If you want to be really decadent, yo can serve this with a scoop of ice cream.  I like the Coconut Bliss brand, but there are lots of great non-dairy ice creams available.  If you wanted that cool and creamy contrast without the indulgence, you could also serve it with a little yogurt.  Nancy’s is my favorite brand of soy yogurt,  but there are tons of options out there.  I’ve also seen almond and/or coconut based yogurts at my local market, which would be great if you are sensitive to soy.

This recipe comes from The Breakfast Chapter in my cookbook, The Inclusive Table.   It is a free e-book filled with my favorite recipes.  Feel free to head over, download and digitally dog ear it up!

Love and Happy Holidays,

Amanda Signature

 

 

Apple and Blackberry Crisp

Yield: 4-6 servings

  • Fruit base:
  • 2 cups blackberries, fresh or frozen
  • 2 large apples, peeled, cored and chopped
  • Juice of 1 lemon
  • 2 tablespoons vegan cane sugar
  • 1 tablespoon whole wheat pastry flour
  • Crisp topping:
  • 6 tablespoons whole wheat pastry flour
  • 6 tablespoons plain instant oatmeal
  • ¼ cup vegan cane sugar
  • 1 teaspoon ground cinnamon
  • pinch of sea salt
  • 1/4 cup refined coconut oil
  1. Preheat oven to 400 degrees.
  2. For the fruit base: In a bowl, toss blackberries and apples with lemon juice, sugar and flour. Pour into a 9x9 casserole dish.
  3. For the crisp: In a separate bowl, combine flour, oats, sugar, cinnamon and salt. Add the coconut oil and cut the fat into the dry ingredients with your fingers until a crumbly texture forms. You could also do this by pulsing the ingredients together in a food processor. You are looking for some large and some small lumps.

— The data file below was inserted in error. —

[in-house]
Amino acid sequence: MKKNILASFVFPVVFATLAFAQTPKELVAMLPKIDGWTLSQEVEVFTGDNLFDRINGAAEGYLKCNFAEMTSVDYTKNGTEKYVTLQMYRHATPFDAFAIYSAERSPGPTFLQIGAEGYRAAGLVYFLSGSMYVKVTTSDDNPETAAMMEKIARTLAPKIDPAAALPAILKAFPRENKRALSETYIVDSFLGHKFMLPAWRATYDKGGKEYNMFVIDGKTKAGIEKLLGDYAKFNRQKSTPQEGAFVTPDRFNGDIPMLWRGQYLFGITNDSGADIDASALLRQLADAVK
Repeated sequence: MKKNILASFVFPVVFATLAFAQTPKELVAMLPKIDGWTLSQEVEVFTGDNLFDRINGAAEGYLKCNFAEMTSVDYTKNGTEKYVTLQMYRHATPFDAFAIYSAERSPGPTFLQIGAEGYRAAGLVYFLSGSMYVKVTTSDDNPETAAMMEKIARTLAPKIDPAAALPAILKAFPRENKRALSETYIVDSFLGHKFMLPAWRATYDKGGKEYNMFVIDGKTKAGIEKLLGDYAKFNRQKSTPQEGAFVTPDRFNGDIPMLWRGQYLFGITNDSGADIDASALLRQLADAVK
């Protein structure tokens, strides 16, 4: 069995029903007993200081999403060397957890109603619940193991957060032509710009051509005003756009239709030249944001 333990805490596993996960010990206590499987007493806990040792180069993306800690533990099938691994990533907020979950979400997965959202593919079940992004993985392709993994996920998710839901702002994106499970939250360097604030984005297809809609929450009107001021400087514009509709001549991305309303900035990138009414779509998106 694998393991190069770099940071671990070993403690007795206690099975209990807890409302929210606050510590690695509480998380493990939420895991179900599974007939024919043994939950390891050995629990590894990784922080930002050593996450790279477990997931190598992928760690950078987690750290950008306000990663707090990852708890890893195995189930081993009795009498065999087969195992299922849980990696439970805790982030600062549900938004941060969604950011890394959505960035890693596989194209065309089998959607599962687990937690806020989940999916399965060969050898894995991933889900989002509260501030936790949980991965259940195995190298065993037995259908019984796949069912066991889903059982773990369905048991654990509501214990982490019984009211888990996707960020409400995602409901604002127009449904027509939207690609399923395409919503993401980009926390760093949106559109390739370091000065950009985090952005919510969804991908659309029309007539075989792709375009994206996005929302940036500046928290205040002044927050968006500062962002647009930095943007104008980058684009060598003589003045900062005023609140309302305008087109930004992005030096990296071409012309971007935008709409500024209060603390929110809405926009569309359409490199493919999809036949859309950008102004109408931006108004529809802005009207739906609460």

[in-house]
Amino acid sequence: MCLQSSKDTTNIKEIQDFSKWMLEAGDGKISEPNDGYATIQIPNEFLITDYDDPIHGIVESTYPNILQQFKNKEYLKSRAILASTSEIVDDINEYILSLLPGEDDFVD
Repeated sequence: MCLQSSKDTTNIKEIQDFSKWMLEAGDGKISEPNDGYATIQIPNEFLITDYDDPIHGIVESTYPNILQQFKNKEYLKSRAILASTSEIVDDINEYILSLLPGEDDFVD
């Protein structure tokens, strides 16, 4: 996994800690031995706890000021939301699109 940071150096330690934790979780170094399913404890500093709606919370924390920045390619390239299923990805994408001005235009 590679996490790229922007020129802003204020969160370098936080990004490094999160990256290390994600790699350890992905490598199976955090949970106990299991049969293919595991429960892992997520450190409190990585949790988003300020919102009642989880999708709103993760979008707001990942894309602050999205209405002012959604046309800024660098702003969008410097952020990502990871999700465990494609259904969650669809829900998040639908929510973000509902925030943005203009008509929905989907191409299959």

4. To assemble: Pour the crisp evenly over the fruit base. Bake for 30 minutes or until the crust is lightly golden. Serve warm and runny, or allow to cool and set before serving.

Notes

For a gluten allergy, use your favorite gluten free flour.

If refined sugar is not your thing, you could use coconut sugar or maple syrup in it’s place.

http://www.theinclusivevegan.com/apple-blackberry-crisp/

White Miso Oatmeal

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Weddings are the only times I find it challenging to eat vegan, but brunch can be pretty uninspiring.   Brunch menus are full of eggs, bacon, and sausage.  Even pancakes and crepes tend to be filled with eggs and milk.  Of course, there’s always something to get- a fruit plate, bagel with peanut butter, or toast and jam- but most brunch spots are lacking in innovative, plant based options.

Savory oatmeal is an innovative, hearty and satisfying brunch option that I love to make at home.   The base is simple:  rolled oats, white miso, and coconut milk.  You could use whatever miso you like, but I like using a mellow white miso as it is the perfect mix of sweet, salty, and savory.

Now that you have your porridge canvas, options are endless.  This is a particularly forgiving base for leftovers.  I topped mine with a handful of walnuts, leftover sauteed mushrooms, and chives.  But you could easily toss in some sauteed greens, leftover roasted vegetables, sliced radishes.  Whatever you have on hand, and whatever you crave, is perfect.

Love and Brunch,

Amanda Signature

 

 

White Miso Oatmeal
  • 1/2 cup rolled oats
  • 1 cup water
  • 1 tablespoon miso
  • 1 tablespoon full fat coconut milk, or other nondairy milk
  • Optional toppings: cooked mushrooms, cooked greens, roasted vegetables, walnuts, chives, radish
  1. In a small saucepan, bring oats and water to a boil. Reduce to a simmer, and continue to cook until the oats have swelled and softened.
  2. Turn off the heat, and stir in the miso and coconut milk.
  3. Cover the pot and leave for an additional 2-3 minutes.
  4. Top with any of your desired toppings and serve.
http://www.theinclusivevegan.com/white-miso-oatmeal/